- I continue as an active member of the Board for the Clinical and Translational Science Institute (CTSI).
Through my pharmacy practice at UCSF Medical Center, I see firsthand the changing needs of patients within the evolving health care system in the United States, and I witness the power of medical center and School pharmacists to improve patient care by working together as “One UCSF.”
Beyond UCSF, my faculty colleagues and I supported the passage of California Senate Bill 493, which expands the scope of practice of California pharmacists; furthermore, we are actively engaged with other leaders to define how this bill will unfold in practice.
These first several months clarified for me that the UCSF School of Pharmacy must:
- Transform how we prepare our PharmD student pharmacists to lead at the edge of a new frontier.
- Solidify and aggressively support an innovative and comprehensive therapeutics research agenda—from basic science to health policy—like no other in the world.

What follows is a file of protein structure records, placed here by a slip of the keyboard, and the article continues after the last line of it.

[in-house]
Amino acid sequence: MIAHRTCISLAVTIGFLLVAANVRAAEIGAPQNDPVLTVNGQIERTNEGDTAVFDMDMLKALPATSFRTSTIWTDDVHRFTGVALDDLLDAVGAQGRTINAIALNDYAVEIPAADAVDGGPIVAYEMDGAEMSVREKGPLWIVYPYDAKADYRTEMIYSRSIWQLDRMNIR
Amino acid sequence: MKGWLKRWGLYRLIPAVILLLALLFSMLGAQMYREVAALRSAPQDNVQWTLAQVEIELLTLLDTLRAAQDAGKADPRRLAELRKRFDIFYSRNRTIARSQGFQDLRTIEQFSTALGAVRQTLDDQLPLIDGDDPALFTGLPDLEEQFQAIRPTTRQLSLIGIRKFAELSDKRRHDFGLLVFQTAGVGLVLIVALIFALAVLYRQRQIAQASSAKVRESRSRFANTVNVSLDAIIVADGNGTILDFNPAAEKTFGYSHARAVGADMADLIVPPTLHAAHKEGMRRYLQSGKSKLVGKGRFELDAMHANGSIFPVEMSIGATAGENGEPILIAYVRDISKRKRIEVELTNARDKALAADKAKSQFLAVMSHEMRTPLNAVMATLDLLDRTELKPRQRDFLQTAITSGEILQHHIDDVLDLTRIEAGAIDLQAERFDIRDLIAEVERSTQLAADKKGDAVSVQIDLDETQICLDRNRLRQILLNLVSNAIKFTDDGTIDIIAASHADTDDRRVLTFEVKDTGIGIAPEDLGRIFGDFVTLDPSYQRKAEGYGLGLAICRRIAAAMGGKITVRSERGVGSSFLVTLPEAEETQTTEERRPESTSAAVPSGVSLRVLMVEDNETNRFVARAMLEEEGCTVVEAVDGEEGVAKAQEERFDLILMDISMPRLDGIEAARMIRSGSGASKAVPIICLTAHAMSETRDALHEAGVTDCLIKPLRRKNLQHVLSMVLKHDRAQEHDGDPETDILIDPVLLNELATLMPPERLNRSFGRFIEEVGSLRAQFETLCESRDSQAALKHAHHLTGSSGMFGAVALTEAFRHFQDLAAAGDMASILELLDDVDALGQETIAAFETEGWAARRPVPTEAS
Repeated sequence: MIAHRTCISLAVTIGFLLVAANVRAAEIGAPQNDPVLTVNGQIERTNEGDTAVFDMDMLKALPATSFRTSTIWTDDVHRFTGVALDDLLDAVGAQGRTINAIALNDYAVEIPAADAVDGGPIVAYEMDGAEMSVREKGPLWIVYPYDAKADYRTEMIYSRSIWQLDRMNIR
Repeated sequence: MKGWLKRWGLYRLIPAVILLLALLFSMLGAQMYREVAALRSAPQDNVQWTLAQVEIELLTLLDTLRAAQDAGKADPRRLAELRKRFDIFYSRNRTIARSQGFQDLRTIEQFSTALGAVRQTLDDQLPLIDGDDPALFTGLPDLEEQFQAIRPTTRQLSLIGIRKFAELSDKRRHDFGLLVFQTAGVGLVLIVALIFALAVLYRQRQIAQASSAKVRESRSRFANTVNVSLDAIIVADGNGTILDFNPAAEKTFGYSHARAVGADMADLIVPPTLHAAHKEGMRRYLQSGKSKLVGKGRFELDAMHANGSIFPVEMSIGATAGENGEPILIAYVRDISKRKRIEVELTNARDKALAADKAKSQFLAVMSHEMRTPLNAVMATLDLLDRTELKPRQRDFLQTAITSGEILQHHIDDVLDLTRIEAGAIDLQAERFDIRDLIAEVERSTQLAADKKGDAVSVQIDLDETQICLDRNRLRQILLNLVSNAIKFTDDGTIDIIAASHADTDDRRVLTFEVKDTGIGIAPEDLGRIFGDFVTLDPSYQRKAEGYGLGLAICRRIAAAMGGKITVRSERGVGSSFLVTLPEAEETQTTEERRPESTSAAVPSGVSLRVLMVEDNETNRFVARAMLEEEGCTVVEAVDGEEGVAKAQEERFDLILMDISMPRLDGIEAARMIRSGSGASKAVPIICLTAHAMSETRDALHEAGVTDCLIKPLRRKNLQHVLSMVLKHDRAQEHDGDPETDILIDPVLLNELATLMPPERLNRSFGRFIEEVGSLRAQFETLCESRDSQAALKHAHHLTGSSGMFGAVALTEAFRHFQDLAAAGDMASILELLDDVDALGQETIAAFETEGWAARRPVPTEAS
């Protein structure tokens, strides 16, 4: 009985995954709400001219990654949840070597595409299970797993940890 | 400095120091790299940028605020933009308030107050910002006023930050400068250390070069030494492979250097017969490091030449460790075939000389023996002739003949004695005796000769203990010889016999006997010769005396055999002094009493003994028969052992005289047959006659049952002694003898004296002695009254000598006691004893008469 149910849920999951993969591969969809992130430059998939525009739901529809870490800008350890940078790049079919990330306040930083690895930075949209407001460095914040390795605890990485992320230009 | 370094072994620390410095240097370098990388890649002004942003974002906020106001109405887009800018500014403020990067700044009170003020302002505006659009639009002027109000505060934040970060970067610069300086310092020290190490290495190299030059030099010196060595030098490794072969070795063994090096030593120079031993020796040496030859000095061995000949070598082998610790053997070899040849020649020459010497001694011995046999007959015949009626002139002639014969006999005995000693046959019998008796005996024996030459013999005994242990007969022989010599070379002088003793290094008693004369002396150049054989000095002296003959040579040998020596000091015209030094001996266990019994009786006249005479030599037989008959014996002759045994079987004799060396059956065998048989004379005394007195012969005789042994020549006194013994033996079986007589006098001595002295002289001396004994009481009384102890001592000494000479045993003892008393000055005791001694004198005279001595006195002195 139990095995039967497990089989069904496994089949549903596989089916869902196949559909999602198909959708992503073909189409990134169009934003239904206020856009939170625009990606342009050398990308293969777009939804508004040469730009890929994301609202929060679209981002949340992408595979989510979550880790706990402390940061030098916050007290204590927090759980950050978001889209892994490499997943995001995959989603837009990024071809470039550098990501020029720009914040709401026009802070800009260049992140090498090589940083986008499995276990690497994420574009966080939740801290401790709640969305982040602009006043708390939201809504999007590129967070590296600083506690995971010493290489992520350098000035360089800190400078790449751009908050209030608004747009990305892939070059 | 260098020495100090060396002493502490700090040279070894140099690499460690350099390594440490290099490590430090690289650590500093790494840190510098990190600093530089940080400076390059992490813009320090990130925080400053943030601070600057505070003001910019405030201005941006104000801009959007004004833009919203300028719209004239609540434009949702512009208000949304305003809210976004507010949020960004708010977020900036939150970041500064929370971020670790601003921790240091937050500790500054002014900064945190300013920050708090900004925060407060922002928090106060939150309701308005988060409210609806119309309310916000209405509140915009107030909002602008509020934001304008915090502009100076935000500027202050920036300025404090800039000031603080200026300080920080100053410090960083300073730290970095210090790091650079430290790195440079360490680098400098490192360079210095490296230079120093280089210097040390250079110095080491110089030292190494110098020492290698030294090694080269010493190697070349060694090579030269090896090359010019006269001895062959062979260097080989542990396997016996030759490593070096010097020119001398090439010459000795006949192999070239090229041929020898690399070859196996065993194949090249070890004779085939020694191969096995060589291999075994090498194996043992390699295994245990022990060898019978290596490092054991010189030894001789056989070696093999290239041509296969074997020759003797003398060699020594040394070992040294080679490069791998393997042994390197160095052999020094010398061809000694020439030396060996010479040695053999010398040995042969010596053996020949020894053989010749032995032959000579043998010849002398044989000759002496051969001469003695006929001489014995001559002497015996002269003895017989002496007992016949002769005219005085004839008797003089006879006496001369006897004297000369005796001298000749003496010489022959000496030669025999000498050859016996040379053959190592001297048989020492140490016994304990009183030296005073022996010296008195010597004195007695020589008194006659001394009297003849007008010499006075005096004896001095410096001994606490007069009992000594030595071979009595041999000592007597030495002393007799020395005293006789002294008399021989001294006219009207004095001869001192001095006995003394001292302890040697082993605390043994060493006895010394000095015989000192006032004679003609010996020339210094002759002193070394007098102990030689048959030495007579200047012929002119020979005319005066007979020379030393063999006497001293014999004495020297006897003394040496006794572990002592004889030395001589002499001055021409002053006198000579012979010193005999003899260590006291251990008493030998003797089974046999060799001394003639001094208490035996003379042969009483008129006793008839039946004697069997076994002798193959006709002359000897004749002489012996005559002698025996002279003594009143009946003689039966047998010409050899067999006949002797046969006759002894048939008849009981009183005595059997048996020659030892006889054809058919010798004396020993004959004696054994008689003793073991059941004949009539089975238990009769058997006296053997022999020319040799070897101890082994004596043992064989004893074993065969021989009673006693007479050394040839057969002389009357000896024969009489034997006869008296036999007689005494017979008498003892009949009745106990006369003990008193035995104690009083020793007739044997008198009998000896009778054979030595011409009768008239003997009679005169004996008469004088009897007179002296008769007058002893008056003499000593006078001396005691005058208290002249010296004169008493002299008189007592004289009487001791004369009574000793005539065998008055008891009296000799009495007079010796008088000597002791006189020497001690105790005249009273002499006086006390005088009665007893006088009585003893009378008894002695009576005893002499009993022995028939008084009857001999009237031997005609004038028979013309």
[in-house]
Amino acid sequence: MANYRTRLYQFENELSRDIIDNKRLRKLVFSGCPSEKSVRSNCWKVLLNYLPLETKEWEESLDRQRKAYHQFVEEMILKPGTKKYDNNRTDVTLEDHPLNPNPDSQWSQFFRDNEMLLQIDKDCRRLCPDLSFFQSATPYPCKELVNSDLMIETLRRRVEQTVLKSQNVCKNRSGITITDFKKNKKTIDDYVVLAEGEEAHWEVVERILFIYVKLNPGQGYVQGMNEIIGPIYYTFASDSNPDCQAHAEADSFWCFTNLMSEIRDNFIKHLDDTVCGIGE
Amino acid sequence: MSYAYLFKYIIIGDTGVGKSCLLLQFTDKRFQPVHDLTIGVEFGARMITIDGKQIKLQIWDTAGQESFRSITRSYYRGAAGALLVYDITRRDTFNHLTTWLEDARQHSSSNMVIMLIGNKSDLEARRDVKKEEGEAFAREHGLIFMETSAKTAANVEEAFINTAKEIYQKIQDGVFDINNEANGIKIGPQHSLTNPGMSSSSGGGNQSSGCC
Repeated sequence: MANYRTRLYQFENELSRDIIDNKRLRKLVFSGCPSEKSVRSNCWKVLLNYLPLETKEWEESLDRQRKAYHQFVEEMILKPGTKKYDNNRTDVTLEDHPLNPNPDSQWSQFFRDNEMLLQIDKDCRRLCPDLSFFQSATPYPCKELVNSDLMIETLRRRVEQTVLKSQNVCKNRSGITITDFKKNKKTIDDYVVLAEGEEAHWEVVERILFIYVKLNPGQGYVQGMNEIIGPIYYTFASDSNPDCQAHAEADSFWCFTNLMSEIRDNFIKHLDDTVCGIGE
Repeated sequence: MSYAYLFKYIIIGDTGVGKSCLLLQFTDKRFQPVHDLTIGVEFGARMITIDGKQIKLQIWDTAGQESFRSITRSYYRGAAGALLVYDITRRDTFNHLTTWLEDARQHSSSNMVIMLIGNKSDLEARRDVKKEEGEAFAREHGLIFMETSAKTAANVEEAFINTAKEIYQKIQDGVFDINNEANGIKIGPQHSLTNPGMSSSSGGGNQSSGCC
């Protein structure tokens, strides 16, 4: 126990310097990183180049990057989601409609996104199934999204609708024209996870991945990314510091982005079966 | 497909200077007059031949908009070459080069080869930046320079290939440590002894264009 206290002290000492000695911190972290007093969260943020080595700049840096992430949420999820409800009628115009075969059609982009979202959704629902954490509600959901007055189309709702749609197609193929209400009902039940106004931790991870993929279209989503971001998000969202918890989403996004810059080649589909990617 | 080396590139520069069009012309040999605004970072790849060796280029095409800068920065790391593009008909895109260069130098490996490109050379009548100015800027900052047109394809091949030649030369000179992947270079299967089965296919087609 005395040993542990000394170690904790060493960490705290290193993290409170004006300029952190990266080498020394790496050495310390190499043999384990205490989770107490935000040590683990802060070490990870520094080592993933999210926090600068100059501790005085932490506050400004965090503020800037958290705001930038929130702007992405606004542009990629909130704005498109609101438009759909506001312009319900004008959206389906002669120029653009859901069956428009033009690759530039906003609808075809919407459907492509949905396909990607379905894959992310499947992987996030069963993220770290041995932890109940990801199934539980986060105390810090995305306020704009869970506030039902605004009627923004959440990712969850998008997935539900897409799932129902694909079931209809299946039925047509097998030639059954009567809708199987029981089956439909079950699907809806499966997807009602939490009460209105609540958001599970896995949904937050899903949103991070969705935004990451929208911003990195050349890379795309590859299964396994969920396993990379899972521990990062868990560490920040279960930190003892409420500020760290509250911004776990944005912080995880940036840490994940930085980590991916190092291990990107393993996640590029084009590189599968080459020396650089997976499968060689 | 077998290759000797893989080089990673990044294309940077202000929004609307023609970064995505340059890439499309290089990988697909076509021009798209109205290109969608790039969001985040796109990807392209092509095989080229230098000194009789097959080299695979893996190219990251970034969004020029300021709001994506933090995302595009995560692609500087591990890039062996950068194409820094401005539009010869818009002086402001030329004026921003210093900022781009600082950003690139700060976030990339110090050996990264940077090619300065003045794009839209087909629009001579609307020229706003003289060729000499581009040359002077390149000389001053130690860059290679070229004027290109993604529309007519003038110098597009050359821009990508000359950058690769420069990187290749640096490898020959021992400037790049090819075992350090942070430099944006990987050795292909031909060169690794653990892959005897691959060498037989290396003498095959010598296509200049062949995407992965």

- Create entirely new ways for patients to benefit from the unique expertise of pharmacists.
These three short aims add up to one very tall order. Only at UCSF, with its singular focus on health, would it be possible to succeed on all three fronts at the same time. The School’s faculty, administrative leaders, and others will gather in January to address these three aims and begin shaping a new future for the School, one that will lead us to a time when precise therapeutics—used safely and effectively—improve the health of people everywhere.
Immediate administrative changes
To advance our plans, and with the strong support of the Dean’s Leadership Group, I made several administrative changes:
Created and filled a vice dean position, centralizing the responsibility for the School’s Doctor of Pharmacy (PharmD) degree program.
Sharon L. Youmans, PharmD, MPH, assumed this new role on July 1. Our agenda calls for a vice dean who can help develop both the School’s broad plans and a targeted portfolio that includes education and diversity. As a pharmacist and educator with a deep commitment to pharmacy education and public health, Sharon is fearless in questioning the status quo. She previously served as vice chair of educational affairs in the Department of Clinical Pharmacy and as the School’s associate dean of diversity. She will spearhead a transformation of our entire education agenda—in PharmD education and beyond.
Restructured, centralized, and expanded administrative and technical support for education.